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5 Ways to Get a Personal Referral

A well-written resume made heavy by your qualifications can get your foot in the door, but it’s only with a personal referral that you also get someone to actually open the door and welcome you inside. Knowing exactly where you want to work or which company you wish to work for is already good news, but you shouldn’t stop there. You need to make a big impression to get the job you want next, and to do that you need to apply the following steps and get yourself a personal referral.

1. Personal referrals should come from the right people.

Forget about your contacts in the HR department or from the rank and file. Personal referrals only matter if they come from one of the company’s senior managers or top executives. These are the people others automatically listen to and would have followed as much as possible.

To find out whom you should approach for a personal referral, you can do the following:

  • Visit the Glassdoor and search for its review of the company you wish to work for. The website has reports on more than 74,000 firms and these include information you’ll find vital such as salary ranges, the interview process, and their organizational culture.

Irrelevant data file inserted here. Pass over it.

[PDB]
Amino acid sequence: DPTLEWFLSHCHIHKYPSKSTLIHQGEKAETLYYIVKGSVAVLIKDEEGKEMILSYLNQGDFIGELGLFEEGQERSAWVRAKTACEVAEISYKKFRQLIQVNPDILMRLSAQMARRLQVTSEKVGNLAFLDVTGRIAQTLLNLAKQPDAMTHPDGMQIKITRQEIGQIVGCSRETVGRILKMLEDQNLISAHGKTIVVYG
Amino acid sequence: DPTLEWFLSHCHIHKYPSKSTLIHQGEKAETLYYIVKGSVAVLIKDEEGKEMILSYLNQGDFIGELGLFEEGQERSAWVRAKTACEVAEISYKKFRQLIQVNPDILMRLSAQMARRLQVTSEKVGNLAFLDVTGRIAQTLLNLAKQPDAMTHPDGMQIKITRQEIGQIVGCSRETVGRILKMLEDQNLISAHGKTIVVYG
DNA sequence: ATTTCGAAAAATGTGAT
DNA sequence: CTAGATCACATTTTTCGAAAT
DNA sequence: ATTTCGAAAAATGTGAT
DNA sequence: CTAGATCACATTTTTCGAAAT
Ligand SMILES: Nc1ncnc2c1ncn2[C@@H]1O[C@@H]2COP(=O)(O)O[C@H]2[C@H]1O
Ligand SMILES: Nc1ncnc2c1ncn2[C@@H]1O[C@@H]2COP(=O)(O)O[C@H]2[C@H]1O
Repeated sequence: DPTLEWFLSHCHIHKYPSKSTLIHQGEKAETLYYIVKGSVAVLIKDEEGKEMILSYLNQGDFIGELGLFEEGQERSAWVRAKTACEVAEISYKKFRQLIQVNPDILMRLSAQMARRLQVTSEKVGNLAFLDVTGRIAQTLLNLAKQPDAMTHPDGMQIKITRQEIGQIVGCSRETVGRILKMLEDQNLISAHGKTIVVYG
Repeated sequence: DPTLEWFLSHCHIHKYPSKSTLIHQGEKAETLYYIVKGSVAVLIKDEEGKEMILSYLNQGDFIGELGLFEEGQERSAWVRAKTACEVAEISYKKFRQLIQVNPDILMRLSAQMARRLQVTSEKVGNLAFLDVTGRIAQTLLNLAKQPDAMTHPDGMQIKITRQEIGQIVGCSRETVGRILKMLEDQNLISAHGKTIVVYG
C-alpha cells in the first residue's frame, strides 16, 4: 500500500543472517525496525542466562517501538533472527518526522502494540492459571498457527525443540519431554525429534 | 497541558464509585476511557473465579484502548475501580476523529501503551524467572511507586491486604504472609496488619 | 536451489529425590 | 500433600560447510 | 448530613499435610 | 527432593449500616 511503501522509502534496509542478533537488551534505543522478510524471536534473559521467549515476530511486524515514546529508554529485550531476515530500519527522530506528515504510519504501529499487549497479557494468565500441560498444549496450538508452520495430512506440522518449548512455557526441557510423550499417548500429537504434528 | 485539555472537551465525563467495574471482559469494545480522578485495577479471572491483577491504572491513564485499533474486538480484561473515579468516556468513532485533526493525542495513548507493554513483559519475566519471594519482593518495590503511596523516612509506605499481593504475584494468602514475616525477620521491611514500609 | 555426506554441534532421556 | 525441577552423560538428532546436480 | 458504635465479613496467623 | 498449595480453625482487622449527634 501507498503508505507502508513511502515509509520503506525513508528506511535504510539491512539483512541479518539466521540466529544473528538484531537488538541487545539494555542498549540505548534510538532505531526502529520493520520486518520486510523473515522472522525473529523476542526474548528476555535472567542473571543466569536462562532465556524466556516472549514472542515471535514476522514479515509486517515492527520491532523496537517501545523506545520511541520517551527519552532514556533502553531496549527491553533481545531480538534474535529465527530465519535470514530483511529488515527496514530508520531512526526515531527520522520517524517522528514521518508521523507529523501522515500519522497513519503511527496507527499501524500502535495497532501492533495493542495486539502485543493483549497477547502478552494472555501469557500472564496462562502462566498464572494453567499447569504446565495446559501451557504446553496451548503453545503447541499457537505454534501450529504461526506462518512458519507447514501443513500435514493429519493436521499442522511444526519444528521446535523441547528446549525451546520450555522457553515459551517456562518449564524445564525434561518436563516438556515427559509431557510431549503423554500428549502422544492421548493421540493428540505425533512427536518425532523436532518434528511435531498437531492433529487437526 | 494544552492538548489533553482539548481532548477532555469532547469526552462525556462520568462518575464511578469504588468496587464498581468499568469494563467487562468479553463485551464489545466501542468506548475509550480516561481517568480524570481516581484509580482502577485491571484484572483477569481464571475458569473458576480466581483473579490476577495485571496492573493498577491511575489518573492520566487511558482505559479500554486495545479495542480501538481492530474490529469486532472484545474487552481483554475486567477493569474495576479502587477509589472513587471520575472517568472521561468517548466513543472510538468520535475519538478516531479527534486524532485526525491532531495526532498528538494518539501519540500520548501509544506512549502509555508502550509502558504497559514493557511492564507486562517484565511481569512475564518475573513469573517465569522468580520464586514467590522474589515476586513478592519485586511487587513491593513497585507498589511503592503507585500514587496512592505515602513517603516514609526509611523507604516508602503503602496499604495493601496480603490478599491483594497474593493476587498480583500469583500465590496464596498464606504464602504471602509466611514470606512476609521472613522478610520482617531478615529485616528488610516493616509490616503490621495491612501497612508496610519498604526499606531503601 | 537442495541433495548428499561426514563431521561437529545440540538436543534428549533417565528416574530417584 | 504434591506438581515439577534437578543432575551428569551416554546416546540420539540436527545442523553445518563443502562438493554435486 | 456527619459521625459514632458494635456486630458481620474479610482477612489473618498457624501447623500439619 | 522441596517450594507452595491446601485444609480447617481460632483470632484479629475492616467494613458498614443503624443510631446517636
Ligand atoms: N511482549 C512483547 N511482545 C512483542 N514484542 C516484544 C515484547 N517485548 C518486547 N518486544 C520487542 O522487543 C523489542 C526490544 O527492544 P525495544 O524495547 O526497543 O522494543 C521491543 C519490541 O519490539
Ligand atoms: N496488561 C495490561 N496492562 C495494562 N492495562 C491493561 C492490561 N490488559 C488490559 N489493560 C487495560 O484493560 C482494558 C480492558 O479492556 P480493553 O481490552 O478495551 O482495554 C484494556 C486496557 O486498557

• Login or create an account with LinkedIn and check out which individuals have listed your target company as their employer.

When visiting these sites, make a list of the names that show up as well as any other crucial details about them.

2. Choose whom to write to.

Aside from having one of the top positions in the company, the person you should be contacting must also have a personality, a situation, or any other factor that would make him or her in need of your services or be able to appreciate it.

You can know more about these professionals by searching for their LinkedIn profile.

3. Schedule a meeting.

How you get to schedule a meeting is all up to you. The ends justify the means in this case. You can call, visit in person, or email. Do whatever is necessary as long as it will give you a chance to establish contact with the other party.

4. Prove your worth.

But don’t boast about it. Take your time to listen to the other party. Figure out a way to make your contact talk until you find out how it is that you can be of help. And when you know what it is, then that’s when you start talking about your skills and services. Don’t be too bashful, either. It’s very important that your contact realize you’d be an asset to the company and, consequently, he’d be an asset, too, for being the one lucky or skillful enough to recruit you to their side.

5. Ask for a personal referral.

If you’re lucky, it would be offered to you on a platter but don’t wait too long for this to happen. Sometimes, you just have to make your own fate and in this case that’s by letting the other party know straight out that you want to bat for his team, too.

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